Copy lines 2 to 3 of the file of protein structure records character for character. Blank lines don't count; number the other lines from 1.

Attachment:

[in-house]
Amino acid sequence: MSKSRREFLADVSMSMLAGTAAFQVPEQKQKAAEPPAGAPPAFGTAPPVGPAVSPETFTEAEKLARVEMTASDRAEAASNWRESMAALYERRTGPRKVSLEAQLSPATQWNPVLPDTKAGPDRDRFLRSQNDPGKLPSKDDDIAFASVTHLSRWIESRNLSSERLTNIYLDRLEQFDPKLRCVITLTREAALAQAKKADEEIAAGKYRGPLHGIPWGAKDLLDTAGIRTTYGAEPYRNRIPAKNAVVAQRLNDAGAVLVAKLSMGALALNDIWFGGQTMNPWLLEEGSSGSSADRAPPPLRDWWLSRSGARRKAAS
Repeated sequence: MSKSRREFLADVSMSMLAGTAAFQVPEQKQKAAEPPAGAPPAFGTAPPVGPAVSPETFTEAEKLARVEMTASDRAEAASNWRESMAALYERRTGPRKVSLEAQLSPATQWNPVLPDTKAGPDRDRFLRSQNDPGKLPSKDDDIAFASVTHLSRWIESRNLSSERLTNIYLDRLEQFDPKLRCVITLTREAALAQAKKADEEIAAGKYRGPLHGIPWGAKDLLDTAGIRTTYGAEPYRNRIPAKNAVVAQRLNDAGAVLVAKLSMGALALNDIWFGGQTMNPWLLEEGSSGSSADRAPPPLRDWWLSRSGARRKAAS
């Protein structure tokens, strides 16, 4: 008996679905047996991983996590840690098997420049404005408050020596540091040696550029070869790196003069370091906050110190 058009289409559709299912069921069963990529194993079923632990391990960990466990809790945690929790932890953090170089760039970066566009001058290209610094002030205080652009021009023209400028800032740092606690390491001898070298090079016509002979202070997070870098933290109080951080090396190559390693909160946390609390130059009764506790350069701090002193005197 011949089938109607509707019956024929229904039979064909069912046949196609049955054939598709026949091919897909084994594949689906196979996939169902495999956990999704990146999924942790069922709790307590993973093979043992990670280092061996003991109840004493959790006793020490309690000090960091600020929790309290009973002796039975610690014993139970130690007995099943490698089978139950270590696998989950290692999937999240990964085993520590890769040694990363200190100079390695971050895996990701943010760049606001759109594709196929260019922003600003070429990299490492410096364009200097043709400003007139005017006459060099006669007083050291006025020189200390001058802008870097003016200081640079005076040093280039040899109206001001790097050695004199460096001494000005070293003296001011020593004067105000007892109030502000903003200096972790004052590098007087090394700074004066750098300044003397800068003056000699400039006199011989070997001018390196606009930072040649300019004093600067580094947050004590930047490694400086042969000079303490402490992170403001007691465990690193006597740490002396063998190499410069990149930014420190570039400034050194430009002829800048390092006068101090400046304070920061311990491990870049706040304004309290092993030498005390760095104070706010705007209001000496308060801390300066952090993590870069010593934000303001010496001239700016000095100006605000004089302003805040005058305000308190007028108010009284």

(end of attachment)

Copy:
Amino acid sequence: MSKSRREFLADVSMSMLAGTAAFQVPEQKQKAAEPPAGAPPAFGTAPPVGPAVSPETFTEAEKLARVEMTASDRAEAASNWRESMAALYERRTGPRKVSLEAQLSPATQWNPVLPDTKAGPDRDRFLRSQNDPGKLPSKDDDIAFASVTHLSRWIESRNLSSERLTNIYLDRLEQFDPKLRCVITLTREAALAQAKKADEEIAAGKYRGPLHGIPWGAKDLLDTAGIRTTYGAEPYRNRIPAKNAVVAQRLNDAGAVLVAKLSMGALALNDIWFGGQTMNPWLLEEGSSGSSADRAPPPLRDWWLSRSGARRKAAS
Repeated sequence: MSKSRREFLADVSMSMLAGTAAFQVPEQKQKAAEPPAGAPPAFGTAPPVGPAVSPETFTEAEKLARVEMTASDRAEAASNWRESMAALYERRTGPRKVSLEAQLSPATQWNPVLPDTKAGPDRDRFLRSQNDPGKLPSKDDDIAFASVTHLSRWIESRNLSSERLTNIYLDRLEQFDPKLRCVITLTREAALAQAKKADEEIAAGKYRGPLHGIPWGAKDLLDTAGIRTTYGAEPYRNRIPAKNAVVAQRLNDAGAVLVAKLSMGALALNDIWFGGQTMNPWLLEEGSSGSSADRAPPPLRDWWLSRSGARRKAAS